COVID-19 Pandemic

What is the difference between an epidemic and pandemic?

Epidemic means “a temporary prevalence of a disease.” The World Health Organization (WHO) further specifies it occurs at the level of a region or community. A Pandemic on the other hand, means an epidemic which has spread over a large area, ie: it is “prevalent throughout an entire country, continent or the whole world.”

We have all either heard about or lived through several disease ‘epidemics’ in modern history. These have included the ‘Spanish ‘Flu’ – also known as the ‘1918 ‘flu pandemic’ lasting from January 1918 to December 1920. Staggeringly, it infected 500 million people, about a quarter of the world’s population at the time! The death toll is estimated to have been anywhere from 17 million to 100 million, making it one of the deadliest epidemics in human history.

The Spanish ‘flu was the first of two pandemics caused by the H1N1 influenza virus; the second was the ‘Swine ‘flu’ which lasted from January 2009 to August 2010. The virus appeared to be a new strain of H1N1, which resulted from a previous triple combination of bird, swine and human ‘flu viruses further combined with a Eurasian pig ‘flu virus.

What is difference between the SARS and COVID-19?

Before swine ‘flu, there was the ‘Severe Acute Respiratory Syndrome Coronavirus’ or SARS epidemic in 2003 (official name SARS-CoV but which was more often referred to as ‘Bird ‘flu’) which resulted in more than 8000 cases and 800 deaths. It caused panic in scientists because viruses had not previously jumped between species creating panic that the human race was more vulnerable than ever before.

Now there is a mutated SARS virus on the loose which began in December 2019, a novel coronavirus (SARS-CoV-2), from Wuhan, China led to a rapidly spreading outbreak of coronavirus disease (COVID-19). So SARS and COVID-19 are very closely linked (86 per cent the same) – they both attack the respiratory system like a severe pneumonia.

Symptoms are a high fever, shortness of breath, a dry cough and aching muscles. It is not like the common cold or the ‘flu. Sadly, like pneumonia it can be deadly in high loading doses and even in milder doses to the vulnerable. The really worrying difference for epidemiologists analysing this virus is that although the progression for patients follows a similar pattern in both diseases, with progression to acute respiratory distress syndrome approximately eight–20 days after onset of first symptoms.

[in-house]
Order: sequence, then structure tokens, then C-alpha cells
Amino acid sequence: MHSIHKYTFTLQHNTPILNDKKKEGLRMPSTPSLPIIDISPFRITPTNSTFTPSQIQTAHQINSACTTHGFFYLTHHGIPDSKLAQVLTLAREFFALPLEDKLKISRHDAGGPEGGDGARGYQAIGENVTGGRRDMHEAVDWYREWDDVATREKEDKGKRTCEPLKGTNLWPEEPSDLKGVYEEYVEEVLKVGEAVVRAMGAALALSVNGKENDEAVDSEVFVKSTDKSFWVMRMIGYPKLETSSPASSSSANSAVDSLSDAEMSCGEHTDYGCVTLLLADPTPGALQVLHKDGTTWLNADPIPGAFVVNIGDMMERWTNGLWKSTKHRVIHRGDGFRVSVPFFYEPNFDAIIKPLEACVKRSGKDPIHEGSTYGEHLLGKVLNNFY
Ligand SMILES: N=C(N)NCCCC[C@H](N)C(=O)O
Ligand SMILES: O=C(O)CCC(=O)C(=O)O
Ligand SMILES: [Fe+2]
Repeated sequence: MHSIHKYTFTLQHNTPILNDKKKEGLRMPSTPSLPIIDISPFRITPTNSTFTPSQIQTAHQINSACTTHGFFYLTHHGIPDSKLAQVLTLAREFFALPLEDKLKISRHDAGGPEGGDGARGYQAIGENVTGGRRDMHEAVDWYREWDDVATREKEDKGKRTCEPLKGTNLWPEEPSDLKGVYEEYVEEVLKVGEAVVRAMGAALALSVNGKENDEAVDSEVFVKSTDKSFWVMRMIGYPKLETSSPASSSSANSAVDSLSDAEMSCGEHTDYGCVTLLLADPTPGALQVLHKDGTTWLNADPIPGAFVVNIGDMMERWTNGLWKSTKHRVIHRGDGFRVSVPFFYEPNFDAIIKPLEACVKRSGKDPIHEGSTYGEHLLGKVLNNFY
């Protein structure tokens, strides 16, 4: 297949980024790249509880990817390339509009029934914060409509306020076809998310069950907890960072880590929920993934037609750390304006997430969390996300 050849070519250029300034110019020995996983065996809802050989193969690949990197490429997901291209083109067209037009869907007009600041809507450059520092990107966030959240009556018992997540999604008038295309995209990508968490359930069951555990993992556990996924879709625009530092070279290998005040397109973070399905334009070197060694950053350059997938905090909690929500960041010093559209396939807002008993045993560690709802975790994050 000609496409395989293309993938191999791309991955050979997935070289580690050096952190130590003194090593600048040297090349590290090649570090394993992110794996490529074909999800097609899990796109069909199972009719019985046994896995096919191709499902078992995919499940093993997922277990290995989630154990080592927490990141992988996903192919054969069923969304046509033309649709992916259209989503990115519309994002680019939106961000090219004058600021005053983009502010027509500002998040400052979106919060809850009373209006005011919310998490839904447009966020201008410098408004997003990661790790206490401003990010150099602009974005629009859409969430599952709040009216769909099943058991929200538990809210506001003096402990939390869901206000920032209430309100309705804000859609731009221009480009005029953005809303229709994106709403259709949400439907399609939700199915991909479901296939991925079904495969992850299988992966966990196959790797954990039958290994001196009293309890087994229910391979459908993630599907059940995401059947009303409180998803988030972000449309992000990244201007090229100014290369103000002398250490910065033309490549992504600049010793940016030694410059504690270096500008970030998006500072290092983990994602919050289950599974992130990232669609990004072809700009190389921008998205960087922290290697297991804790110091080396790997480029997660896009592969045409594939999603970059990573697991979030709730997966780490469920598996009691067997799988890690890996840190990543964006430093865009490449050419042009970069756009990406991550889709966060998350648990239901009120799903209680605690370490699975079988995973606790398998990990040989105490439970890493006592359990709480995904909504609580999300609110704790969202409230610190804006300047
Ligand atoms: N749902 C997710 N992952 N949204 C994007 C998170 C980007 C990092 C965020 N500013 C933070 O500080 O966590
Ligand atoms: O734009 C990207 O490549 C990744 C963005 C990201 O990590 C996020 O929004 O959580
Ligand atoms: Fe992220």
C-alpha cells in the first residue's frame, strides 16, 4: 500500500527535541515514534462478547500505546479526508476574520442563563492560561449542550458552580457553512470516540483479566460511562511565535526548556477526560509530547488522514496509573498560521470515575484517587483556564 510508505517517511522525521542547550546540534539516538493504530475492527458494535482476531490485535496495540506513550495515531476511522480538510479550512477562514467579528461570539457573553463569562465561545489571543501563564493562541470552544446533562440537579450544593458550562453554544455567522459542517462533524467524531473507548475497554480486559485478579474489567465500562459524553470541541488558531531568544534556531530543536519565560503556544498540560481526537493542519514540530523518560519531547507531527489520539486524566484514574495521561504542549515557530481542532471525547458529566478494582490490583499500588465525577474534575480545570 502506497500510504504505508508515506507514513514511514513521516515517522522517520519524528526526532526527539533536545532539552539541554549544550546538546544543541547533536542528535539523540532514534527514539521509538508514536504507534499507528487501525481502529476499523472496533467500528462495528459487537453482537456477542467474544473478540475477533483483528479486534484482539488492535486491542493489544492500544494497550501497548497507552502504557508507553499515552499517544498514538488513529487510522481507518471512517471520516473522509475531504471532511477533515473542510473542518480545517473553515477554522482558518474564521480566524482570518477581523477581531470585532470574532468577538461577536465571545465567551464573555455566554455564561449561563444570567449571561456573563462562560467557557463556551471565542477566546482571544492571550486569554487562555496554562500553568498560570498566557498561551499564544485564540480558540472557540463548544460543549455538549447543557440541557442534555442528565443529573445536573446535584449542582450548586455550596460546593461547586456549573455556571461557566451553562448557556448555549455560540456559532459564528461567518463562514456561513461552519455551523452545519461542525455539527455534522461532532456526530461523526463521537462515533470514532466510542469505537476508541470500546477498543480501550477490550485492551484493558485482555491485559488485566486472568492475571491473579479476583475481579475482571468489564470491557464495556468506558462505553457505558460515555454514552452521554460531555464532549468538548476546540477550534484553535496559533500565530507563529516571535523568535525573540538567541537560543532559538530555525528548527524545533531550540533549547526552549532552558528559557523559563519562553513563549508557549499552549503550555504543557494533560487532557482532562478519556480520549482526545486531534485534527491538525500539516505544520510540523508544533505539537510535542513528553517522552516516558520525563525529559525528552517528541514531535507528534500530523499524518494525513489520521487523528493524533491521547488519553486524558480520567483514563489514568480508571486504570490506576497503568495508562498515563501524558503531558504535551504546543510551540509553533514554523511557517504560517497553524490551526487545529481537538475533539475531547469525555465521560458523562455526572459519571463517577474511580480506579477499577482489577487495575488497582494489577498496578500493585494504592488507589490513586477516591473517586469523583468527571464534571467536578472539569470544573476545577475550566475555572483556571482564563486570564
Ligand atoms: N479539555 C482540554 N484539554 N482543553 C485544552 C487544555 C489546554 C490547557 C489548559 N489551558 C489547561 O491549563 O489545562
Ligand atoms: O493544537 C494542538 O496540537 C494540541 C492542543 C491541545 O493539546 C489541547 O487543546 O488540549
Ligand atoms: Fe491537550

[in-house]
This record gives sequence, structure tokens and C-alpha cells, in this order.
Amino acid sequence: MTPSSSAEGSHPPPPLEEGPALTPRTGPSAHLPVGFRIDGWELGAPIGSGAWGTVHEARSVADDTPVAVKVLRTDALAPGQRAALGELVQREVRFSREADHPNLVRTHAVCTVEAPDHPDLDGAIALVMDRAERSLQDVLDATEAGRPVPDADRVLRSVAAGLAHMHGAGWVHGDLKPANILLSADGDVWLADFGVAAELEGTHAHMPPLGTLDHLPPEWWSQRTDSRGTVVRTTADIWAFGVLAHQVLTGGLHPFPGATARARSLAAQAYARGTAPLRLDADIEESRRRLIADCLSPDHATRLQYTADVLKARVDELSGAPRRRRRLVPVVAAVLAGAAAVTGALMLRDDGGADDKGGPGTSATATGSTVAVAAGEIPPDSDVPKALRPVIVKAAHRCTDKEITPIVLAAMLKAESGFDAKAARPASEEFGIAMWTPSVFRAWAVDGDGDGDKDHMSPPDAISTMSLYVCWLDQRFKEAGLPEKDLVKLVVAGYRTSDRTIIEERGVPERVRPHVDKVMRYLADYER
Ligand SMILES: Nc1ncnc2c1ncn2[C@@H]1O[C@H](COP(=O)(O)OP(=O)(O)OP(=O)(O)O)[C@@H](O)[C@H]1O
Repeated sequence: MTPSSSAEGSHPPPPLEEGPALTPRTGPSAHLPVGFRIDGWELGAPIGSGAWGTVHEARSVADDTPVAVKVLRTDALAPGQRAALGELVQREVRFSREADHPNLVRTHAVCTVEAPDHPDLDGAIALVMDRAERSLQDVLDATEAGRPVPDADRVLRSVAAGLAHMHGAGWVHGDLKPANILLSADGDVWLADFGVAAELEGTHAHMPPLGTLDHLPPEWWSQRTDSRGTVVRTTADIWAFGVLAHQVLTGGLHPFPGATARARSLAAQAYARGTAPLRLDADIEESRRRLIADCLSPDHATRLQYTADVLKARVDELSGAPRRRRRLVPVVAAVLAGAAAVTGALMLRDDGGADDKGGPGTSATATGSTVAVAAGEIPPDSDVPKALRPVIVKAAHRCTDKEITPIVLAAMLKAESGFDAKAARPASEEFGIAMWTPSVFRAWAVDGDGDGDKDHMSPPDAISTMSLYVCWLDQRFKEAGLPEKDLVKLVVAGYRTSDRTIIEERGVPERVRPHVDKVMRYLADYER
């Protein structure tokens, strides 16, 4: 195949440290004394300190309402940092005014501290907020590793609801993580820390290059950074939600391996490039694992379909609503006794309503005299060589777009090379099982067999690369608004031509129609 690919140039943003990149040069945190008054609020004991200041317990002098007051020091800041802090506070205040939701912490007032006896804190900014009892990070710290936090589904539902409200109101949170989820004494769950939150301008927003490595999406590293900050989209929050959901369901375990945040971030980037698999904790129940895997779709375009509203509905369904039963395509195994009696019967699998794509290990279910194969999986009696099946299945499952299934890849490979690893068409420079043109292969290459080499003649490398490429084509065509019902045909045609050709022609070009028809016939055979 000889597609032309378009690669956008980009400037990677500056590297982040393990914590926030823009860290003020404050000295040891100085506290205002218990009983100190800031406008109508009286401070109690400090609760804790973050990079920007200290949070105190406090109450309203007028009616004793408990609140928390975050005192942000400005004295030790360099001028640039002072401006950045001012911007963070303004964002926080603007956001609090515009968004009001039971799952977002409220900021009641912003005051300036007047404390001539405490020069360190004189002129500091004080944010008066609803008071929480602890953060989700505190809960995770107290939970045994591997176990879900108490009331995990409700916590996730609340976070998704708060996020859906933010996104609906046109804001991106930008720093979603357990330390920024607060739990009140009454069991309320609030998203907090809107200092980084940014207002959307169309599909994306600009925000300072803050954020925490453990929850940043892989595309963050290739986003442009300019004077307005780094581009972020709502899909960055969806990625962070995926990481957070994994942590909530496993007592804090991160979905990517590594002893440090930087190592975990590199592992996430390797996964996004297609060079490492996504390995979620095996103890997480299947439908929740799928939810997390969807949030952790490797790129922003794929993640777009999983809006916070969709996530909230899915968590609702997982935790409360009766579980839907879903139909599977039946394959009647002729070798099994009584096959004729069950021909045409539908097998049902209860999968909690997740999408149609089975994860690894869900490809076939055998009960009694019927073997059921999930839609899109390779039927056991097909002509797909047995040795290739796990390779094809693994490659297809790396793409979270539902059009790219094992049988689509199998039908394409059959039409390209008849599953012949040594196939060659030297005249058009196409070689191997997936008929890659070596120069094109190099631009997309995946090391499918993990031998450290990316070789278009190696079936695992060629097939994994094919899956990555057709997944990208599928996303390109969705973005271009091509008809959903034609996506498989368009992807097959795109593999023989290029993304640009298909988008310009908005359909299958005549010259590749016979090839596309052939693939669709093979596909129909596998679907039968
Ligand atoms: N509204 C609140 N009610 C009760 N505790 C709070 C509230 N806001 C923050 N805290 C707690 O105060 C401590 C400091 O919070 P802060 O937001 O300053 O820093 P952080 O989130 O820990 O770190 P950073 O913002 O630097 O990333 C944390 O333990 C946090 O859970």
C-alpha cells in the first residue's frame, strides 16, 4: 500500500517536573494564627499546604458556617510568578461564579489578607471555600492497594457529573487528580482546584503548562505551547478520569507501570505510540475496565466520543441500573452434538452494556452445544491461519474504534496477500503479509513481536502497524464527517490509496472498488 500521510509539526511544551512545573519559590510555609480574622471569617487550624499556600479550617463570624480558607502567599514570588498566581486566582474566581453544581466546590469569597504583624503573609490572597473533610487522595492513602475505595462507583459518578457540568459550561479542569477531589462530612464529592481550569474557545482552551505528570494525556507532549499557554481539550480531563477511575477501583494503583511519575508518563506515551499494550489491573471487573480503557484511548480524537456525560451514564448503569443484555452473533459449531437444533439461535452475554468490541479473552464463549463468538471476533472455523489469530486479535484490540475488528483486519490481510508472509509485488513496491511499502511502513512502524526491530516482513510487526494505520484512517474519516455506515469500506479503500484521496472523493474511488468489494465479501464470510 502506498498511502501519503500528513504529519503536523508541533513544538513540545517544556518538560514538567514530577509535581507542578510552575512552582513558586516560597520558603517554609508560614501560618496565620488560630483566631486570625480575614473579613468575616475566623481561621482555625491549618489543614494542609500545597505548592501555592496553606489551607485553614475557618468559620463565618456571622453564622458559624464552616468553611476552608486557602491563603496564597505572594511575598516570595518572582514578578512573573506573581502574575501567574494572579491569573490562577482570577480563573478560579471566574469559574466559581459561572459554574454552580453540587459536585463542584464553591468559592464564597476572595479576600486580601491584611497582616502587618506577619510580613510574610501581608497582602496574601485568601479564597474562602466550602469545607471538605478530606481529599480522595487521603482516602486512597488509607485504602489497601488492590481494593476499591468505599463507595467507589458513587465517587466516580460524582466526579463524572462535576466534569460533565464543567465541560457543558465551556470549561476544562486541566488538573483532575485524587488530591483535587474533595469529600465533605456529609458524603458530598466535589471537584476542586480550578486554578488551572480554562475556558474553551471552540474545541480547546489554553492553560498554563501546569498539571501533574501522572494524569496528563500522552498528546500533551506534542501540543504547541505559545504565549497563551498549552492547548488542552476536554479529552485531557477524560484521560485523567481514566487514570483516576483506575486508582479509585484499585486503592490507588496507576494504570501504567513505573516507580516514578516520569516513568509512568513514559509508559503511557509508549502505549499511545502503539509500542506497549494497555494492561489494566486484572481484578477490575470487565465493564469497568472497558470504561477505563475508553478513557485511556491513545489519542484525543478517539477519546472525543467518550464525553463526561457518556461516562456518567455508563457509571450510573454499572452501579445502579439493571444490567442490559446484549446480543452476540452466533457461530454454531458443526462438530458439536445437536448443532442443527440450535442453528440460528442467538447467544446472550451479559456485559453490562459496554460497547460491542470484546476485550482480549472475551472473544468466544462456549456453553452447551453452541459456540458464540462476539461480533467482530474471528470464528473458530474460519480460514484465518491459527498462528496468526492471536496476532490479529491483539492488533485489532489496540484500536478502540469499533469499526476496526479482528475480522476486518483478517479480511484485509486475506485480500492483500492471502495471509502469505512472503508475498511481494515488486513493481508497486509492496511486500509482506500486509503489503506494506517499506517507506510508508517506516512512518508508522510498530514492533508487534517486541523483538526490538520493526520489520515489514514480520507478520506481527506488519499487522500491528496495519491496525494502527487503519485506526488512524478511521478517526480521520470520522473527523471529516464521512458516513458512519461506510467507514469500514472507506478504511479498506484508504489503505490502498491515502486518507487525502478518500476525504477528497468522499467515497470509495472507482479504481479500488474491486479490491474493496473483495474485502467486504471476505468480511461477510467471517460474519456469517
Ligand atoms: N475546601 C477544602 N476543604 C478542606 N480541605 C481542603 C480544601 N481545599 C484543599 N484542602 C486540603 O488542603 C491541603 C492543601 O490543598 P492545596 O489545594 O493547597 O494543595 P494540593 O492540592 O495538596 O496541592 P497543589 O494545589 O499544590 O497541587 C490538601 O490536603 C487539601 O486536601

By contrast, by the end of February 2020, within a matter of two months since the beginning of the outbreak of coronavirus disease 2019 (COVID-19), more than 82,000 confirmed cases of COVID-19 have been reported with more than 2,800 deaths. SARS caused in total from 2002-2004, 774 deaths from 8,098 cases. This shows that COVID-19 is much more virulent and so drastic measures may not even be enough to curb its rampage. We may all have to succumb to it whether we want to or not.

The potential advantage could be it may then avoid us being vulnerable to a mutated more deadly strain next Winter but this is second guessing its characteristics and we so not know whether this is how it operates in these early days of studying it.

How to avoid transmission?

The virus is typically spread from one person to another via respiratory droplets produced during coughing. It primarily spreads when people are in close contact but may also spread when one touches a contaminated surface and then one’s face. It is most contagious when people are symptomatic but this may be possible before symptoms appear which makes it almost impossible to stop the spread if a person is unaware they are a carrier without enforcement of a curfew.

Efforts to prevent the virus spreading include travel restrictions, quarantines and now curfews of entire populations as event cancellations and facility closures have not proved to be successful. Without education as to why seemingly healthy people cannot leave their homes, to effectively prevent movement of a population for weeks is nigh on impossible outside of a police state like China.

By interrupting all human-to-human transmission, SARS was effectively eradicated a few years ago. Although there are striking similarities between SARS and COVID-19, the differences in the virus characteristics will ultimately determine whether the same measures for SARS will also be successful for COVID-19. We are all living in hope that we do not lose a quarter of the world’s population or even more in this pandemic like we did in 1918, by enforcing curfews worldwide.